Monday, June 20, 2022

What is Hell?

The task of answering the title question, "What is Hell?," is complicated and there are several reasons:

  • English translations of the Bible use the word hell in for the Hebrew word Sheol, and for the Greek word Hades as well as other Greek terms.
  • Some English translations are inconsistent in using the word hell for the same Hebrew or Greek word.
  • Various doctrines about hell that emerged after the writing of the Bible have influenced people’s understanding.
  • Bible dictionaries and other seemingly neutral resources have conflicting, even contradictory explanations of hell.
  • The English word hell has a meaning that does not correspond to the way it is normally used today.

I have chosen to first look at the English word hell. Let’s see what it means and then trace things back. Next week I will focus on what the Bible says about Hell.

In general usage today the word hell refers to an eternal place of fiery torment for unrighteous souls. It is often accepted as the domain or kingdom of Satan. Interestingly, the word did not start out with that meaning.

Our English word hell had Indo-European origins as kel, meaning, to cover or to hide. It descended into German as khal- and khel-. These roots are the sources of the English terms:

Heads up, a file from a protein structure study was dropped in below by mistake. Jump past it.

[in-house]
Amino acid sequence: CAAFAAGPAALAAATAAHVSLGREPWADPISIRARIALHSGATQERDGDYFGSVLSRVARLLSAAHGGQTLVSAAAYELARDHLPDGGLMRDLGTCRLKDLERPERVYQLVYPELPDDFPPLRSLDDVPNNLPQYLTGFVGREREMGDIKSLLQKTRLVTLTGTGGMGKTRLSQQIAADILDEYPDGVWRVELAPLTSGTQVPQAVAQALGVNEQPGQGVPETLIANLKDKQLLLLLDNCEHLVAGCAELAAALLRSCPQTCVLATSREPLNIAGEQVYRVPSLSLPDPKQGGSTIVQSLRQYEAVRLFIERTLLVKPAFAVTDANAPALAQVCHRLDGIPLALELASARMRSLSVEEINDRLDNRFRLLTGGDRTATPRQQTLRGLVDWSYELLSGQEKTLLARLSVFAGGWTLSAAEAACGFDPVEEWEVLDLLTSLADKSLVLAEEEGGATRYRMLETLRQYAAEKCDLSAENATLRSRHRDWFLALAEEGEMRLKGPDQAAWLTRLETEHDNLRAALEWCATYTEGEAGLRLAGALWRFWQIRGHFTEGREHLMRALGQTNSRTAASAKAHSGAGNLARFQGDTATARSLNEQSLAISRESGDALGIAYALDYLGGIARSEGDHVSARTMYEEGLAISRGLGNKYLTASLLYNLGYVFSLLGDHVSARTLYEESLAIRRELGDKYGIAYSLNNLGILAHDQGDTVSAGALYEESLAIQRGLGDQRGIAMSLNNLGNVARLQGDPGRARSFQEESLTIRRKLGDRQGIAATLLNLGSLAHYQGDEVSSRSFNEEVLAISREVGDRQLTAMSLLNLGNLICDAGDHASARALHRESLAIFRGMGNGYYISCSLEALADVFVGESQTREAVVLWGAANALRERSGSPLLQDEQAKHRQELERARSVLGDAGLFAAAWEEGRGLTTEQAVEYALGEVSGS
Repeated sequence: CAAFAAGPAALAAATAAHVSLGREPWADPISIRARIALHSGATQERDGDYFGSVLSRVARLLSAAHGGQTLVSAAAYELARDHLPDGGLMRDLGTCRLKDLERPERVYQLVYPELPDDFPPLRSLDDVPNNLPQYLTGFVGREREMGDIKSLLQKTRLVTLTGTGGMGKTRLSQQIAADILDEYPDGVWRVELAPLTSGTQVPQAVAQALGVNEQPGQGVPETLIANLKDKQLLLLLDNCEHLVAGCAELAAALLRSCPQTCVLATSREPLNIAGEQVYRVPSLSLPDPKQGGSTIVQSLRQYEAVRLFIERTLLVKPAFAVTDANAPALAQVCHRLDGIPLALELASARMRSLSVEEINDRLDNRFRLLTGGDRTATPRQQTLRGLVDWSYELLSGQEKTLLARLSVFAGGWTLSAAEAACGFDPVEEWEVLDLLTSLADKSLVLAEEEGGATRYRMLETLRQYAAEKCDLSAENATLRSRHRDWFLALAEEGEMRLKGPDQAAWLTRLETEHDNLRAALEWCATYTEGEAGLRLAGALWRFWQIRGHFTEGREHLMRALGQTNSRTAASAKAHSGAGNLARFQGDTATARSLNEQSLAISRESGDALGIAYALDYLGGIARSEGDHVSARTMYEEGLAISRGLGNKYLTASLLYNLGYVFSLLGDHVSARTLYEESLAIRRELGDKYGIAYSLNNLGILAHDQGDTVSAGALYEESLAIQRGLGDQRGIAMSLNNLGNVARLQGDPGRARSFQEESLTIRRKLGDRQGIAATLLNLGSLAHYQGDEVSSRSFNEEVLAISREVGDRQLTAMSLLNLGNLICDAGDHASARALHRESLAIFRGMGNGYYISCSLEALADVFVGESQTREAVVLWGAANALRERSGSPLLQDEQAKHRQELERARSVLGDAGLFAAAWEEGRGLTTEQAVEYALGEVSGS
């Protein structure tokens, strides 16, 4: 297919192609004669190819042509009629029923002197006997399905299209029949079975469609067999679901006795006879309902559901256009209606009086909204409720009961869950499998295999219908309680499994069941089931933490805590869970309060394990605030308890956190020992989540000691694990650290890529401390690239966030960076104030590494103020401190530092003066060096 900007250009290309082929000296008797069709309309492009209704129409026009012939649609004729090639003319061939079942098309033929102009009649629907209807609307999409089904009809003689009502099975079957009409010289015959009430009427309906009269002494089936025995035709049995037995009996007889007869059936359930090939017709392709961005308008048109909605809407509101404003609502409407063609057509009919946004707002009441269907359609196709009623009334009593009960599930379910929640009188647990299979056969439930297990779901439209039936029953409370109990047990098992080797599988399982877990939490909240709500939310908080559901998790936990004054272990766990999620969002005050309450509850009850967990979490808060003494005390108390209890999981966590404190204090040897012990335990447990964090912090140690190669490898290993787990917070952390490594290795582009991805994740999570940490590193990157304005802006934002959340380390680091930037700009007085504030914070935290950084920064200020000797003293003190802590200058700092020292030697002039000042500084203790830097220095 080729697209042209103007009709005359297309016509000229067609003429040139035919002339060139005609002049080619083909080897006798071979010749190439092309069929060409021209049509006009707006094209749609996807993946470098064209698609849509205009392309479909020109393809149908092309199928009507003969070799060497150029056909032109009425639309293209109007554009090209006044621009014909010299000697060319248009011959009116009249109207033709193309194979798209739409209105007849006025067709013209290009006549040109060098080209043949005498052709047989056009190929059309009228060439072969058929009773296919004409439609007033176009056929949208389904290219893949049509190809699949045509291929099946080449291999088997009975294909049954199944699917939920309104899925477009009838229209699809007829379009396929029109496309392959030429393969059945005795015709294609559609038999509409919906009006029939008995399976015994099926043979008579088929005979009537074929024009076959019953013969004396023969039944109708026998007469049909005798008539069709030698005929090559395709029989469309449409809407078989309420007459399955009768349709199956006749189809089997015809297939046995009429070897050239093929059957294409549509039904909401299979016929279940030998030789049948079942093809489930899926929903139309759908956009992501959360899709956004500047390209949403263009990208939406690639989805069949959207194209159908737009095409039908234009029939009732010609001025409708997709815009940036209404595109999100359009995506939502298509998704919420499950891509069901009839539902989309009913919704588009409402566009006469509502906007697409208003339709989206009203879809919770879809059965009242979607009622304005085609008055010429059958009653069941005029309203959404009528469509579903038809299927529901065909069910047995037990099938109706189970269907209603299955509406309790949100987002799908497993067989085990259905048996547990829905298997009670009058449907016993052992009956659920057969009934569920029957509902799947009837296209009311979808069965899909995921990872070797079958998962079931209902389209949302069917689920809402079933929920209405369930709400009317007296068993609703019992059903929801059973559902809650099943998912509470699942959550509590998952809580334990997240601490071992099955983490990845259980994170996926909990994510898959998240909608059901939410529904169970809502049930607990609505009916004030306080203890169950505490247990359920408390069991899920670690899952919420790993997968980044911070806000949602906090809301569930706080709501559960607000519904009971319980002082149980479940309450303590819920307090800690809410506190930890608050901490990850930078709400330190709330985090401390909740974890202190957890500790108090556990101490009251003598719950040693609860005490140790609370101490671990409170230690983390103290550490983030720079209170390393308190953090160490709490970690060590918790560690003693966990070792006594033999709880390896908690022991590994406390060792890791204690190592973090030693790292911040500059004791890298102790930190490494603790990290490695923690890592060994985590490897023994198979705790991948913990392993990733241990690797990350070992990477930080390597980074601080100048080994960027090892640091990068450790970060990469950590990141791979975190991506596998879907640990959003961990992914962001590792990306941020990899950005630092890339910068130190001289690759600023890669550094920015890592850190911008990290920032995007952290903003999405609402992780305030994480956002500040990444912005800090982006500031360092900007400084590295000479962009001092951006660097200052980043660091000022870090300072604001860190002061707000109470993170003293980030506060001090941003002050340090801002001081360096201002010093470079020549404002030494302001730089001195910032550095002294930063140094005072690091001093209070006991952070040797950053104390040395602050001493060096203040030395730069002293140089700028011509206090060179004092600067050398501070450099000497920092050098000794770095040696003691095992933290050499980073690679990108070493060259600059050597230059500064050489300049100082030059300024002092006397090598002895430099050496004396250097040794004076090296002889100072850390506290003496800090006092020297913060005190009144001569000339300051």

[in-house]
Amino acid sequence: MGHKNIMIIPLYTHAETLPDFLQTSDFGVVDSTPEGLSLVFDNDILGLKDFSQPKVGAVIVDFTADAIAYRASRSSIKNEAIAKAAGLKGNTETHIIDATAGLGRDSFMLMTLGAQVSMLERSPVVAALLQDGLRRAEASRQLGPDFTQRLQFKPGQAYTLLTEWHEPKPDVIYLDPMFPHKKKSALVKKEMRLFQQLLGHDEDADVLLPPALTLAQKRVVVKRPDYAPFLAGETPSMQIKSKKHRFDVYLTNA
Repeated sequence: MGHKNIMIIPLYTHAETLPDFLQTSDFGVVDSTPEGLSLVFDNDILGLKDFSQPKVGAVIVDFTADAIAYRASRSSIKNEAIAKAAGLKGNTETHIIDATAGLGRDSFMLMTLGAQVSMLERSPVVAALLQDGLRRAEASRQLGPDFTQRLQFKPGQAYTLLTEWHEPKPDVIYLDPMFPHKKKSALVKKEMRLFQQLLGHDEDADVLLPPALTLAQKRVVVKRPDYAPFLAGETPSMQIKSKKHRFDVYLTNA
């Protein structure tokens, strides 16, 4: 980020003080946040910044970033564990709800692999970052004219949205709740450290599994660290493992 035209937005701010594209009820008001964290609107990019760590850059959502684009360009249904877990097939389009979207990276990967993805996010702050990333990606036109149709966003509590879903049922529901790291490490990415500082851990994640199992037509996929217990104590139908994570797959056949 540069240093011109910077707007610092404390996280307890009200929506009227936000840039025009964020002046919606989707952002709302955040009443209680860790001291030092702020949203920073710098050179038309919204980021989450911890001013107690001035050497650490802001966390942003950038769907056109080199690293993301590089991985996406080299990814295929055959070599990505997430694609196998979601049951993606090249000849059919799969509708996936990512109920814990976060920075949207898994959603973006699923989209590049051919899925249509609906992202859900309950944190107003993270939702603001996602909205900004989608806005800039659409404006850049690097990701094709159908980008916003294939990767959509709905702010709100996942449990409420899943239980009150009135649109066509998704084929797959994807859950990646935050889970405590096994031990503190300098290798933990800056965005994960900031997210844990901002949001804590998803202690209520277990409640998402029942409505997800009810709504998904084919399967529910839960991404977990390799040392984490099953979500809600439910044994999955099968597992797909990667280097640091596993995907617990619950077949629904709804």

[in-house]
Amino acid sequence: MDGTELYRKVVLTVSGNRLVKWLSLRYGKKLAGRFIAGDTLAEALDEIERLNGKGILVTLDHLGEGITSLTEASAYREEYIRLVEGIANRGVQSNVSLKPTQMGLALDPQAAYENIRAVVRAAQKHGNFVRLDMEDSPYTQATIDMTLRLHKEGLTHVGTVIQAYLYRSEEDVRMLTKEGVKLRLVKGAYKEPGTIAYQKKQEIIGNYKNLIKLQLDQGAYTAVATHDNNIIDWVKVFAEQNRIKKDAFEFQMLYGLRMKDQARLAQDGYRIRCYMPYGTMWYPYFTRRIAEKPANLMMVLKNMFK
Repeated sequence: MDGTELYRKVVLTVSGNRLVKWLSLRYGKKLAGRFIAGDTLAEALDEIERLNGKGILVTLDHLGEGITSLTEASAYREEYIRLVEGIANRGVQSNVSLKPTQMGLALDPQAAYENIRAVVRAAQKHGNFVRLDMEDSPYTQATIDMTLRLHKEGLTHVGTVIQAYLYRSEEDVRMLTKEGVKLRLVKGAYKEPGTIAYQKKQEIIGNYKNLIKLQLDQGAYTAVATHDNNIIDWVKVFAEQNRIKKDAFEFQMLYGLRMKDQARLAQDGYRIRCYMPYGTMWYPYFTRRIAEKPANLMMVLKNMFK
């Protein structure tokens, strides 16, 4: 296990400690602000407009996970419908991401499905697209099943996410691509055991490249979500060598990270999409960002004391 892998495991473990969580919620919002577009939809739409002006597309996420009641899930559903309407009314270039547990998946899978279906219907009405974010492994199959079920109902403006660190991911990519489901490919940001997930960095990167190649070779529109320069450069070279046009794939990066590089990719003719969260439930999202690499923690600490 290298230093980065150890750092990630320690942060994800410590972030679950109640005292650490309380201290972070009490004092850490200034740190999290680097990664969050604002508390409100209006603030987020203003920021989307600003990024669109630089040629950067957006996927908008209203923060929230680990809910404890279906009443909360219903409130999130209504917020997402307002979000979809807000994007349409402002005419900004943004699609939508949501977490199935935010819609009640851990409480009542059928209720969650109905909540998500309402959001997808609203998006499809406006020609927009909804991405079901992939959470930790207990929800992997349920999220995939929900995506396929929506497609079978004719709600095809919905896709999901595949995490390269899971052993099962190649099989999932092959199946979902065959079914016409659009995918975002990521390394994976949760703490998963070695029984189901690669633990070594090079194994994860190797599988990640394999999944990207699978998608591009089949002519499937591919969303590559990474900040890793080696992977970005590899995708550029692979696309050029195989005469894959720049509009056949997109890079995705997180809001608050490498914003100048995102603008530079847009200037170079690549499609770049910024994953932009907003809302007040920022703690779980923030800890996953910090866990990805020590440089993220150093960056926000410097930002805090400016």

• Hall: a covered (with a roof) place; and
  • Hell: a covered (with earth) place.

The English word helmet comes from the same root. The word hell is also akin to the Old Norse Hel, who, in Norse mythology, was the goddess of death and the underworld (and the daughter of Loki). So, the word hell originally referred to a hidden or covered place. It is descriptive of the underworld, that is the place where ancients believed souls went after death.

The current meaning of hell was greatly influenced by the Divine Comedy, a 12th Century epic poem by Dante Aligheri. In a section called Inferno a character journeys through inferno (hell), to purgatory, and then to paradise. It is heavily influenced by Roman Catholic theology.

The English word inferno is defined as Hell or any place suggesting Hell, usually characterized by great heat or flames. Inferno comes from the Latin infernus, meaning underground, lower, infernal. And the word infernal, from the same root as inferno, indicates the world of the dead, hell, etc. (Webster)

It appears that the English word hell would have been an adequate translation for infernal or inferno as descriptive of the underworld (i.e. the place of the dead). But it became associated with Dante’s Inferno and his description of a place of eternal torture ruled by Satan.

So, based on its origins and derived meaning, the English word hell would have been an excellent translation for the Greek term Hades. Of course, that is just not how we use it today.

Even though the English word hell has had a rather mixed up past, we do know that it is used in English translations of the Bible for the eternal destination of those who are evil. To better understand what God wanted us to know about this place of final judgment against evil, I’ll next look at the Greek term gehenna, which is rendered Hell in most, if not all, modern translations of the Bible. In addition I’ll explore the biblical use of the phrase lake of fire.


Mark Stinnett
June 19, 2022